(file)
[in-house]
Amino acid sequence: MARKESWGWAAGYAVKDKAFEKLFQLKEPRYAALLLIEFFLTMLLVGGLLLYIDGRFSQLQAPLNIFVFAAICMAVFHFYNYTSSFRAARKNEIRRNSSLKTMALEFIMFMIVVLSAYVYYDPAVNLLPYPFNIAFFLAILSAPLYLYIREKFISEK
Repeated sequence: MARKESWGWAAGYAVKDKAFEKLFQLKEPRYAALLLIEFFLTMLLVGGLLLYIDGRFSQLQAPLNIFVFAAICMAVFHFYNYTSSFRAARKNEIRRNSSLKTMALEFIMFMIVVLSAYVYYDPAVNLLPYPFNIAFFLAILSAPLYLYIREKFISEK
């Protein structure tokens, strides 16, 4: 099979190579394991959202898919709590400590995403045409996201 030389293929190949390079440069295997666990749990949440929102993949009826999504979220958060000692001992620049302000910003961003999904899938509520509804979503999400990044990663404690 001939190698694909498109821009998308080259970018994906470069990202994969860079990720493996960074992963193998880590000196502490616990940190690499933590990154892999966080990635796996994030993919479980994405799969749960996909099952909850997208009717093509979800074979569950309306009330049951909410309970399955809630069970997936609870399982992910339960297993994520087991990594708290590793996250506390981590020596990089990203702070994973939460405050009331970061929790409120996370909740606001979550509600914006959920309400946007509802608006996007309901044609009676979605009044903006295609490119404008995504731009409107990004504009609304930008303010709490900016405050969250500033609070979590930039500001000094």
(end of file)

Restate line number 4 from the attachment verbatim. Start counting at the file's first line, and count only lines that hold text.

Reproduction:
């Protein structure tokens, strides 16, 4: 099979190579394991959202898919709590400590995403045409996201 030389293929190949390079440069295997666990749990949440929102993949009826999504979220958060000692001992620049302000910003961003999904899938509520509804979503999400990044990663404690 001939190698694909498109821009998308080259970018994906470069990202994969860079990720493996960074992963193998880590000196502490616990940190690499933590990154892999966080990635796996994030993919479980994405799969749960996909099952909850997208009717093509979800074979569950309306009330049951909410309970399955809630069970997936609870399982992910339960297993994520087991990594708290590793996250506390981590020596990089990203702070994973939460405050009331970061929790409120996370909740606001979550509600914006959920309400946007509802608006996007309901044609009676979605009044903006295609490119404008995504731009409107990004504009609304930008303010709490900016405050969250500033609070979590930039500001000094």